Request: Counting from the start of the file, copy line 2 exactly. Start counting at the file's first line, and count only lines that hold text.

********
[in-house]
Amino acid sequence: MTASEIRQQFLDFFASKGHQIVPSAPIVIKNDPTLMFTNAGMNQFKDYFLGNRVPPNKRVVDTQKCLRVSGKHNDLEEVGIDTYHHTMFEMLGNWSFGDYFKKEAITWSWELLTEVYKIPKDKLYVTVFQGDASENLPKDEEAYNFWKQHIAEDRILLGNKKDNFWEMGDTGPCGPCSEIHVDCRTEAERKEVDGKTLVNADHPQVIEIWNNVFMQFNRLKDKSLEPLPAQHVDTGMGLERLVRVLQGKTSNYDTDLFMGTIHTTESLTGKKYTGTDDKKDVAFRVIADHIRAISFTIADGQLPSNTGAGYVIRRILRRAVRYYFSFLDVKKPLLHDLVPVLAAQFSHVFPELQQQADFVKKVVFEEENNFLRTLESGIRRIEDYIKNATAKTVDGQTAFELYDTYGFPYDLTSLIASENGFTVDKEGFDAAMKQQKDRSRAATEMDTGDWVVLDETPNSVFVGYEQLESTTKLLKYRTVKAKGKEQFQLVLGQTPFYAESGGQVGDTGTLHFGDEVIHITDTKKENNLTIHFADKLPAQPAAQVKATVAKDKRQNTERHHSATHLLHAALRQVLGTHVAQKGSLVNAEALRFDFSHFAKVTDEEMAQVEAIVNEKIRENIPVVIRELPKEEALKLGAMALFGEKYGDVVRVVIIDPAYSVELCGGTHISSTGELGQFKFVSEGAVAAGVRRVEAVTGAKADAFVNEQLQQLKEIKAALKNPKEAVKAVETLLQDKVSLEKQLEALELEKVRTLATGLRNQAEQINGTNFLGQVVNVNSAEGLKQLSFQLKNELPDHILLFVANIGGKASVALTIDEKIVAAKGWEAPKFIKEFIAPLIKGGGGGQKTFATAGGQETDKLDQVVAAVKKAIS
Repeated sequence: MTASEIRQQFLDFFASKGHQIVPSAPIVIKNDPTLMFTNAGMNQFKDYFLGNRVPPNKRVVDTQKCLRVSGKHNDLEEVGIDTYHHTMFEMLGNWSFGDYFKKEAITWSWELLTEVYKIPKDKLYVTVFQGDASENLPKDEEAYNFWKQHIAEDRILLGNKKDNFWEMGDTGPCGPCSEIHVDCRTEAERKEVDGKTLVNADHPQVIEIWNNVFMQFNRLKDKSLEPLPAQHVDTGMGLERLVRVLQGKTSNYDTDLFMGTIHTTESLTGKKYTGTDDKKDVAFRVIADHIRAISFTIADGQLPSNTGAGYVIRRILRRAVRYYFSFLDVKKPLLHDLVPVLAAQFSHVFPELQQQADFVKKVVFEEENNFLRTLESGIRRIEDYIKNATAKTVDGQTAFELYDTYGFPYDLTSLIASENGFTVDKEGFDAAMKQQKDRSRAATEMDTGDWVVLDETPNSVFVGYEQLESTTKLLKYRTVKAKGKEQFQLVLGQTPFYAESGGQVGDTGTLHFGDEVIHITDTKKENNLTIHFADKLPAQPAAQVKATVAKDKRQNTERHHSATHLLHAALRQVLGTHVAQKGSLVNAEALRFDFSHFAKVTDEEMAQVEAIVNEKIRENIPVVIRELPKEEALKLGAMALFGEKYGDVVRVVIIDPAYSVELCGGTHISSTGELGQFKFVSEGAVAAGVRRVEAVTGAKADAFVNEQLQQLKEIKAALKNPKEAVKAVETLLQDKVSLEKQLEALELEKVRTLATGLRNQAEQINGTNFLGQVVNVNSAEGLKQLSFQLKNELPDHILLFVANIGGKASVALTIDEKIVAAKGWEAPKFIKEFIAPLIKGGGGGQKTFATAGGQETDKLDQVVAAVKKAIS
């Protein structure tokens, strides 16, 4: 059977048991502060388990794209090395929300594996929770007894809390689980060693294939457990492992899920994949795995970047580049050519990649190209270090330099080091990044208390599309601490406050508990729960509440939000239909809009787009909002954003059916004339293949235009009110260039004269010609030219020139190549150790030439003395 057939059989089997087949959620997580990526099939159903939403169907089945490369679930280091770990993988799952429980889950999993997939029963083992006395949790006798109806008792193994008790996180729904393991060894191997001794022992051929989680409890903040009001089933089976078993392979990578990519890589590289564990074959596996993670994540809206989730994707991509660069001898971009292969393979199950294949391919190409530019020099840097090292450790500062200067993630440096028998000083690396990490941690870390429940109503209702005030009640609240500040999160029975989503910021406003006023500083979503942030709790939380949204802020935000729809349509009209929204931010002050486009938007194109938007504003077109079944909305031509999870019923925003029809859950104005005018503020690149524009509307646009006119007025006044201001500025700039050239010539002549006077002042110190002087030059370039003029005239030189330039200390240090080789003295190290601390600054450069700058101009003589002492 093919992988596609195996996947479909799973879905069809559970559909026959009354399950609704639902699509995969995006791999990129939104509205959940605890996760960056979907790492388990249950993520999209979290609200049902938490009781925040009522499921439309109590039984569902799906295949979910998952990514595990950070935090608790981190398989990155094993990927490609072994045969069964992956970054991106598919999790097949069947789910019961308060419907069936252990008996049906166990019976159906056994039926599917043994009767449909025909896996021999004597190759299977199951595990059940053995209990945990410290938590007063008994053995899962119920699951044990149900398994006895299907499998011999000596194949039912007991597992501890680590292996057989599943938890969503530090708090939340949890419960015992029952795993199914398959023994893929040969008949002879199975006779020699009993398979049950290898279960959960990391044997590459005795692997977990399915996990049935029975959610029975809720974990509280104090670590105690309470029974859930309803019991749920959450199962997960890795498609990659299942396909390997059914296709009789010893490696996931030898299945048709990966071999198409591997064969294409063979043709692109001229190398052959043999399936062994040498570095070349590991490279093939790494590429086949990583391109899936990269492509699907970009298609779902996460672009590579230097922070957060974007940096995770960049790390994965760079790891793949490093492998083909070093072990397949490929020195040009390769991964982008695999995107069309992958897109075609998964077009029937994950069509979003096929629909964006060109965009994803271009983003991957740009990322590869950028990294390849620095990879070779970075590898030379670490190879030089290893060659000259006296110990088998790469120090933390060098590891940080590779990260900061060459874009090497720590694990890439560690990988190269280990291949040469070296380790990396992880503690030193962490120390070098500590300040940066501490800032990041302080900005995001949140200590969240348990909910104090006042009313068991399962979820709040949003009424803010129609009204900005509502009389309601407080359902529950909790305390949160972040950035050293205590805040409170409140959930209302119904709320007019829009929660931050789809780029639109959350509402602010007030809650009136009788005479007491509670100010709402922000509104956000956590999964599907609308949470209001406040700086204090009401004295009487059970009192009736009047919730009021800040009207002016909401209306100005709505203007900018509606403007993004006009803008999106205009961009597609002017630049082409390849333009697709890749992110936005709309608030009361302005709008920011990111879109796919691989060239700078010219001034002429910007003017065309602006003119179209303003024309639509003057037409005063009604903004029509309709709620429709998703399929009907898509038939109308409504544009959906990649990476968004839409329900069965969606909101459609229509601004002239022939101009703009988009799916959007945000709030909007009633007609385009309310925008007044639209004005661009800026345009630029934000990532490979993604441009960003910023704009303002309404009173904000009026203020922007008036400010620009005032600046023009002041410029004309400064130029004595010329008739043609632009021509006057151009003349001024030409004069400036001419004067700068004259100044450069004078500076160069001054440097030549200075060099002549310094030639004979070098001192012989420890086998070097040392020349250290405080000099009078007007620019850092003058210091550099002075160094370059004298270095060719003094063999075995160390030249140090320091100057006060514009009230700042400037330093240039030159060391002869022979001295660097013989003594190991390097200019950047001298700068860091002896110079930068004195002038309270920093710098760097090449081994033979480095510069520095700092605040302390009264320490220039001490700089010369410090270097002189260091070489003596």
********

Amino acid sequence: MTASEIRQQFLDFFASKGHQIVPSAPIVIKNDPTLMFTNAGMNQFKDYFLGNRVPPNKRVVDTQKCLRVSGKHNDLEEVGIDTYHHTMFEMLGNWSFGDYFKKEAITWSWELLTEVYKIPKDKLYVTVFQGDASENLPKDEEAYNFWKQHIAEDRILLGNKKDNFWEMGDTGPCGPCSEIHVDCRTEAERKEVDGKTLVNADHPQVIEIWNNVFMQFNRLKDKSLEPLPAQHVDTGMGLERLVRVLQGKTSNYDTDLFMGTIHTTESLTGKKYTGTDDKKDVAFRVIADHIRAISFTIADGQLPSNTGAGYVIRRILRRAVRYYFSFLDVKKPLLHDLVPVLAAQFSHVFPELQQQADFVKKVVFEEENNFLRTLESGIRRIEDYIKNATAKTVDGQTAFELYDTYGFPYDLTSLIASENGFTVDKEGFDAAMKQQKDRSRAATEMDTGDWVVLDETPNSVFVGYEQLESTTKLLKYRTVKAKGKEQFQLVLGQTPFYAESGGQVGDTGTLHFGDEVIHITDTKKENNLTIHFADKLPAQPAAQVKATVAKDKRQNTERHHSATHLLHAALRQVLGTHVAQKGSLVNAEALRFDFSHFAKVTDEEMAQVEAIVNEKIRENIPVVIRELPKEEALKLGAMALFGEKYGDVVRVVIIDPAYSVELCGGTHISSTGELGQFKFVSEGAVAAGVRRVEAVTGAKADAFVNEQLQQLKEIKAALKNPKEAVKAVETLLQDKVSLEKQLEALELEKVRTLATGLRNQAEQINGTNFLGQVVNVNSAEGLKQLSFQLKNELPDHILLFVANIGGKASVALTIDEKIVAAKGWEAPKFIKEFIAPLIKGGGGGQKTFATAGGQETDKLDQVVAAVKKAIS